They are fighting for their right to improved salaries, benefits, manageable class sizes, up to date equipment and text books. Through their organized efforts they are giving the nation’s middle class hope.

West Virginia, Oklahoma, Arizona and most recently Kentucky teachers exemplify what an organized labor can do. Over two decades without collective bargaining units has resulted in stagnant wages and reduced benefits for the middle class while the cost of living continues to rise. Without an organized labor force and the threat of a walk out, corporations and state governments will continue to fix wages, working conditions, increase teacher’s share of health insurance premiums, squeeze the learning process into a four-day week, require after school sponsorship and coaching responsibilities, force teachers to pay for teaching supplies and innovative resources. Teachers have said, “enough”.

Stagnated wages and reduced benefits have been the norm since trickledown economics and Right to Work laws were advanced in the eighties. Prior and during the Industrial Revolution one was essentially born into one of two classes – working class or upper class. There was no middle class. Children of the working class, denied access to an education, job training, health care, job security and a safe working environment would join their parents and at any early age fill the ranks of a serfdom serving manufacturers.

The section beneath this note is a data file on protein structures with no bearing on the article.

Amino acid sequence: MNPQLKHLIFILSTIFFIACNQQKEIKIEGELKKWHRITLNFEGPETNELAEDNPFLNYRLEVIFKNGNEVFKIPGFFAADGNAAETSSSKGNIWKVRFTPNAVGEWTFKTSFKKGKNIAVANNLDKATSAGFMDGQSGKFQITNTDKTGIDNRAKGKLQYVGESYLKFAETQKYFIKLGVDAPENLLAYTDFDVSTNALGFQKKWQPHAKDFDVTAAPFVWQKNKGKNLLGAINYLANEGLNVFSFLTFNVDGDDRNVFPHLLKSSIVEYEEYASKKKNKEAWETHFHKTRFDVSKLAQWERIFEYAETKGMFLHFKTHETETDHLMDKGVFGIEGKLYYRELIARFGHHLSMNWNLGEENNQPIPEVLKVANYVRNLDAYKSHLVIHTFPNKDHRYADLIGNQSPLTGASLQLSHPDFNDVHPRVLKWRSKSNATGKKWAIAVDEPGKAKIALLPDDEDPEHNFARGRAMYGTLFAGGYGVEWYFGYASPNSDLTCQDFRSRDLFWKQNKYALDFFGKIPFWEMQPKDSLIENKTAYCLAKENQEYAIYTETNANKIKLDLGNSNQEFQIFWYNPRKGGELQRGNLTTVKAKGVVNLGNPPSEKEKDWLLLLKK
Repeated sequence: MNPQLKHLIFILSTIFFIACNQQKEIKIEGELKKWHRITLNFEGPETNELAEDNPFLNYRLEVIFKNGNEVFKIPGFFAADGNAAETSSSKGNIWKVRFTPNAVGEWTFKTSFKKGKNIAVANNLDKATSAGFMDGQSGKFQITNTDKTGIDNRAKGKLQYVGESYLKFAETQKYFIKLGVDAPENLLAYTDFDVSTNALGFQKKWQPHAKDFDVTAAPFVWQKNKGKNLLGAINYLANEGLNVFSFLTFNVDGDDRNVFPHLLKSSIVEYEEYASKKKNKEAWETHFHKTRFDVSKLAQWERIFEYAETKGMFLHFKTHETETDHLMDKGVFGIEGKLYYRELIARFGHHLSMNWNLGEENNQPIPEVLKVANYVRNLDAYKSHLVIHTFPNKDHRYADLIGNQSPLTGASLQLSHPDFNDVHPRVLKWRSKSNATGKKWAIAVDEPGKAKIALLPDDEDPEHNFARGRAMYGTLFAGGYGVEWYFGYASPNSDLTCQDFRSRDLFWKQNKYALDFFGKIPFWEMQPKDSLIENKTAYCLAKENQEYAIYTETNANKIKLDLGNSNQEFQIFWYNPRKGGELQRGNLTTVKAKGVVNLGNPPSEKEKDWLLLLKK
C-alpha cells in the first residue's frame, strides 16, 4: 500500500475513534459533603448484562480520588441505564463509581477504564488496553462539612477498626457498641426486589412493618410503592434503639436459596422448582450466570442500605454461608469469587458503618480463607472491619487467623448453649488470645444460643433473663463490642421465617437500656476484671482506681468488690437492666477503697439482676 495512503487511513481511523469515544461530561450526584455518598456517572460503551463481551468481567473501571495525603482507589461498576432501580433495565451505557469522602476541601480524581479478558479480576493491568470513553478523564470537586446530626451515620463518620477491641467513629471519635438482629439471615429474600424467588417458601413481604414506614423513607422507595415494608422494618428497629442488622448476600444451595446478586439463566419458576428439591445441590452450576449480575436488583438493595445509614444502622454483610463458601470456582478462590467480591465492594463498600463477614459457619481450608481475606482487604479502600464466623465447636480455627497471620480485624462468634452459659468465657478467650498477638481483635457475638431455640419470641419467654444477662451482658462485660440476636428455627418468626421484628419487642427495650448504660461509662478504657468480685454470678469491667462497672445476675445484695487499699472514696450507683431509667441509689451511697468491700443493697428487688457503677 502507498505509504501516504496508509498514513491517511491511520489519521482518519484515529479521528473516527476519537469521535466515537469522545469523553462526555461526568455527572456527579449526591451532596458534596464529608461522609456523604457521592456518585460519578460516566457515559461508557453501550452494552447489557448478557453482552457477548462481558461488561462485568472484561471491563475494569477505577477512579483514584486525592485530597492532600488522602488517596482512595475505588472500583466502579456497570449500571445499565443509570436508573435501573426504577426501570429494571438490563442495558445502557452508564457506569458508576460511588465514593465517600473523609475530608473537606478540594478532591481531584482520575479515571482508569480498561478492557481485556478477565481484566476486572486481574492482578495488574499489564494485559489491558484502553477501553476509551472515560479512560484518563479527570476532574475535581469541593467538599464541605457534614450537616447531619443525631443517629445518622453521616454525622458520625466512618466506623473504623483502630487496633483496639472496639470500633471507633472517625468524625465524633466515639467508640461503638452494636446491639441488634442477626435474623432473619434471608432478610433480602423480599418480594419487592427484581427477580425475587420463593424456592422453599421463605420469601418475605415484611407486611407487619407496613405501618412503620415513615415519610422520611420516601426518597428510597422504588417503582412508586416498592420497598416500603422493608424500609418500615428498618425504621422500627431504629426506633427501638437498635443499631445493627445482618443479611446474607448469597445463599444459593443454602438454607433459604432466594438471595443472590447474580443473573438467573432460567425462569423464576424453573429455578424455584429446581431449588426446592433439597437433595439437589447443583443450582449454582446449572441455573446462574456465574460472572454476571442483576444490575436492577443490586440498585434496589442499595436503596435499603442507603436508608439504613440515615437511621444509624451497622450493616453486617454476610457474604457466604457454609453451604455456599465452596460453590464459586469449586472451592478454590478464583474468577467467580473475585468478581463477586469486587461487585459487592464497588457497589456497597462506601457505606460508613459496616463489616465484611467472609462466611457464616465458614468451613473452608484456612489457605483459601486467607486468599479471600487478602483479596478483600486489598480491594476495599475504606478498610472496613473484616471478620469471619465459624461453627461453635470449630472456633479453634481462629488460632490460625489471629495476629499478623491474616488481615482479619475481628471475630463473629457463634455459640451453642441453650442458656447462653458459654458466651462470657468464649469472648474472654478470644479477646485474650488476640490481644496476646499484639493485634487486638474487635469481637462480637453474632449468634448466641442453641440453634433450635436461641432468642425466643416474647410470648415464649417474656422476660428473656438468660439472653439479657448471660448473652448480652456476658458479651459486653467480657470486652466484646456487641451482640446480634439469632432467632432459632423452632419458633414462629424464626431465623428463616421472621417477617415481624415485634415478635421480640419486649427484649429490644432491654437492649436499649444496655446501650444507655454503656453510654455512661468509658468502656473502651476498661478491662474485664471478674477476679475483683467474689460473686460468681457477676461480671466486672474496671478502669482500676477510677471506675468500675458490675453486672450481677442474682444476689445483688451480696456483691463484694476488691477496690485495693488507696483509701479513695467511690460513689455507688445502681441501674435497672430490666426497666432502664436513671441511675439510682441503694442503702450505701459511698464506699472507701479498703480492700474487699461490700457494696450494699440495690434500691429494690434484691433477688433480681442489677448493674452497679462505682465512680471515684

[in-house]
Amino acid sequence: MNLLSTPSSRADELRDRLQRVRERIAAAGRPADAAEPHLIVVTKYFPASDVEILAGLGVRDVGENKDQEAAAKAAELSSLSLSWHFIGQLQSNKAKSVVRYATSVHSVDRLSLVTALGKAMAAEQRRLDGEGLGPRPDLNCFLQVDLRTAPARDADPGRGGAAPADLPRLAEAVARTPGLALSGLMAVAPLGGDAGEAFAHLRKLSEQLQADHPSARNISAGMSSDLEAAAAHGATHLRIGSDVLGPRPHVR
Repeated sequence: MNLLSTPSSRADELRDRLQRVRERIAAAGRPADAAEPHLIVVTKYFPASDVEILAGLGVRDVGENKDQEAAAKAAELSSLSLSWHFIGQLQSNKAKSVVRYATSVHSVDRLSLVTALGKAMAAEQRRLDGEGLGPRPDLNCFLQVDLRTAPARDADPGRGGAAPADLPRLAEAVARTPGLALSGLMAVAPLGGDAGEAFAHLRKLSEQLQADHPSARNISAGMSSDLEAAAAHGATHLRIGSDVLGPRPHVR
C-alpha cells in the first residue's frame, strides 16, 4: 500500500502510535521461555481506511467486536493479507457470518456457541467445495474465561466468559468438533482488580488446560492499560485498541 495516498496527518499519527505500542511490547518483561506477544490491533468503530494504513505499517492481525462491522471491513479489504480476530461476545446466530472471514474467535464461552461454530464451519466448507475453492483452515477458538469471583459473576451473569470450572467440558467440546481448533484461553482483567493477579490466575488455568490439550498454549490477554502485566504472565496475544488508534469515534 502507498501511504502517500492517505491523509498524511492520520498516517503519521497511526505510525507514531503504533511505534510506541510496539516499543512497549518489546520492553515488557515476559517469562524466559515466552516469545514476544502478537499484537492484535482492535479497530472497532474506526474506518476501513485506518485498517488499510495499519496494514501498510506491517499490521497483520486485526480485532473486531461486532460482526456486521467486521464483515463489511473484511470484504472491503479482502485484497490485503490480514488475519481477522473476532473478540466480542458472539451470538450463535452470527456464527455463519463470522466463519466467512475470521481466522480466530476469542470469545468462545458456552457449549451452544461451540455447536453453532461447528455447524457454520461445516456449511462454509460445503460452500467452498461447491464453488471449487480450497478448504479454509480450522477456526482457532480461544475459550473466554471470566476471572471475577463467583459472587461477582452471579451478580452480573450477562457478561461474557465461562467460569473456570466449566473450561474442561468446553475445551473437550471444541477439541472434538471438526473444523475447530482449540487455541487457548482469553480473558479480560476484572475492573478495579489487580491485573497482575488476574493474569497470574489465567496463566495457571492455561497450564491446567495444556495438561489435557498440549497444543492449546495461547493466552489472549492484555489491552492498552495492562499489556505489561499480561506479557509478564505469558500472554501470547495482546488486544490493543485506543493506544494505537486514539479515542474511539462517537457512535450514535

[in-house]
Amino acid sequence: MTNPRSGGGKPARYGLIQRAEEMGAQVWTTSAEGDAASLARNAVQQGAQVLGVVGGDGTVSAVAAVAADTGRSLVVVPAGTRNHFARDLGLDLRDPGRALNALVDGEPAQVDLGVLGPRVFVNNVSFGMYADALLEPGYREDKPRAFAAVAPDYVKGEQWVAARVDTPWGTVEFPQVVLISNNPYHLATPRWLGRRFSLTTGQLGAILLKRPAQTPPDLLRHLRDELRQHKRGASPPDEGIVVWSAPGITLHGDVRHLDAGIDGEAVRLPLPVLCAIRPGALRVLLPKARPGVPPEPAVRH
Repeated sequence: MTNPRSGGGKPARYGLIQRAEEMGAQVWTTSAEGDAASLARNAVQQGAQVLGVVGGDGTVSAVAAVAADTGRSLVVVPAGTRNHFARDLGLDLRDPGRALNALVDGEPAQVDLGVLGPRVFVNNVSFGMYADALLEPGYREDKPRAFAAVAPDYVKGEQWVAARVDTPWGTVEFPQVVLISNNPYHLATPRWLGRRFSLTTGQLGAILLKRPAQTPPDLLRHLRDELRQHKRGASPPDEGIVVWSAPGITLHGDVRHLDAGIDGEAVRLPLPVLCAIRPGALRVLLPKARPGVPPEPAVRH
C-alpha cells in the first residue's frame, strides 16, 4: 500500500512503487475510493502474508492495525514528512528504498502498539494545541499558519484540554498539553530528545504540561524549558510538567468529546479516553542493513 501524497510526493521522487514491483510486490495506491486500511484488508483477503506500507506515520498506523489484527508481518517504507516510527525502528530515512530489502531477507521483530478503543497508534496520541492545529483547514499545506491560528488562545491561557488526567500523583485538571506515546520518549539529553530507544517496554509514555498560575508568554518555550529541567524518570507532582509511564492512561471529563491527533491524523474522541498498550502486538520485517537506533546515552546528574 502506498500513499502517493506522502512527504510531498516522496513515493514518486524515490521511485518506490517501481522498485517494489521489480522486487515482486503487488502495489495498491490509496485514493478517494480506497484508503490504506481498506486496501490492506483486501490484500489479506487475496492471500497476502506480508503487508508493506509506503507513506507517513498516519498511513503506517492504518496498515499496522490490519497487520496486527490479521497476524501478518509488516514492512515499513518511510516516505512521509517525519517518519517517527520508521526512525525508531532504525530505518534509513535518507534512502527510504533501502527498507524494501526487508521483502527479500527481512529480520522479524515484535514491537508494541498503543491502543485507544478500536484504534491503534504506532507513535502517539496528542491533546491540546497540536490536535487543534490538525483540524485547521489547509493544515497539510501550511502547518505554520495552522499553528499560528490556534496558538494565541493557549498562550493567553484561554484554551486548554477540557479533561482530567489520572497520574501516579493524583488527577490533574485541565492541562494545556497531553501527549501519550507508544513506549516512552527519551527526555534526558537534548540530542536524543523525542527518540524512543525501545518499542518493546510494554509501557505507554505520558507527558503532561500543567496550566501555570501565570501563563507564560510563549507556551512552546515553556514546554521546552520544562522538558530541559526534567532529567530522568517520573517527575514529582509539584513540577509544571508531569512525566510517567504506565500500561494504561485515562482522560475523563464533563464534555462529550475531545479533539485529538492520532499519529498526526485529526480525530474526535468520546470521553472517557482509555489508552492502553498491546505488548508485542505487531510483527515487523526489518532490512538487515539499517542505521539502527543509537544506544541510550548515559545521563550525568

Laws favored the manufacturer, not the worker. It was assumed that those at the top would take care of those at the bottom. This didn’t happen. Currently, Rep. Paul Ryan, and most conservatives are advocates of this assumption.

In the thirties, a social awareness infiltrated the hearts and minds of both political parties. They began to construct federally mandated programs supporting the needs of the working class. Labor won the right to collectively bargain. Negotiated contracts increased wages and improved working conditions and health and vacation benefits became reality. The middle class was born.

A middle class tax bracket made possible a mandated minimum wage, workmen’s compensation and child labor laws. New social programs provided a safety net for the poor, elderly and children. The rich also found they could continue to get richer.

The thought of returning to a time when a working class exits to serve the upper class is abhorrent. Programs which created a safety net for children, elderly, poor, disabled, and chronically ill are once again threatened. Union busting laws and state and federal budgets continue to herald favoritism of the rich while failing the working and middle classes.

Hopefully, the organized effort of West Virginia, Oklahoma, Kentucky and Arizona teachers is a sign of things to come. They are fighting for their right to improved salaries, benefits, manageable class sizes, up to date equipment and text books. Through their organized efforts they are giving the nation’s middle class hope. Thank you, teachers!